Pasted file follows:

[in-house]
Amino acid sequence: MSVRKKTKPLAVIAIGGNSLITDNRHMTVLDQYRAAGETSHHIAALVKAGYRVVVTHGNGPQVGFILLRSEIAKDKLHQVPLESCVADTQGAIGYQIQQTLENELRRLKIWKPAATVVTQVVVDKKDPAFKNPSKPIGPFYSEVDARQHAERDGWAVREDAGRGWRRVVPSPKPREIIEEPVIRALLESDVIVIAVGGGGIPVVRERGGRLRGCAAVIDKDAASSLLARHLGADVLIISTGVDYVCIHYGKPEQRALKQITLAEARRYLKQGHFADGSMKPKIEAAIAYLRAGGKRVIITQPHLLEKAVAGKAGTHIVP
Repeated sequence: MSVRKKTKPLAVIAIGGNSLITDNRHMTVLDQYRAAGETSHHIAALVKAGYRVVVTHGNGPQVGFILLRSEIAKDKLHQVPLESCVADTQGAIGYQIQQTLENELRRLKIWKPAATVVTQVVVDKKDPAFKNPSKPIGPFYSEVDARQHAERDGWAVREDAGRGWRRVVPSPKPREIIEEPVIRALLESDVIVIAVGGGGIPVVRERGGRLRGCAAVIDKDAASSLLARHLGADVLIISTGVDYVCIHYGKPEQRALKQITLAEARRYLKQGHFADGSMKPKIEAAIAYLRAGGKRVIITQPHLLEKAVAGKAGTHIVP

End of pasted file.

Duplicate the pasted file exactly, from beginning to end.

[in-house]
Amino acid sequence: MSVRKKTKPLAVIAIGGNSLITDNRHMTVLDQYRAAGETSHHIAALVKAGYRVVVTHGNGPQVGFILLRSEIAKDKLHQVPLESCVADTQGAIGYQIQQTLENELRRLKIWKPAATVVTQVVVDKKDPAFKNPSKPIGPFYSEVDARQHAERDGWAVREDAGRGWRRVVPSPKPREIIEEPVIRALLESDVIVIAVGGGGIPVVRERGGRLRGCAAVIDKDAASSLLARHLGADVLIISTGVDYVCIHYGKPEQRALKQITLAEARRYLKQGHFADGSMKPKIEAAIAYLRAGGKRVIITQPHLLEKAVAGKAGTHIVP
Repeated sequence: MSVRKKTKPLAVIAIGGNSLITDNRHMTVLDQYRAAGETSHHIAALVKAGYRVVVTHGNGPQVGFILLRSEIAKDKLHQVPLESCVADTQGAIGYQIQQTLENELRRLKIWKPAATVVTQVVVDKKDPAFKNPSKPIGPFYSEVDARQHAERDGWAVREDAGRGWRRVVPSPKPREIIEEPVIRALLESDVIVIAVGGGGIPVVRERGGRLRGCAAVIDKDAASSLLARHLGADVLIISTGVDYVCIHYGKPEQRALKQITLAEARRYLKQGHFADGSMKPKIEAAIAYLRAGGKRVIITQPHLLEKAVAGKAGTHIVP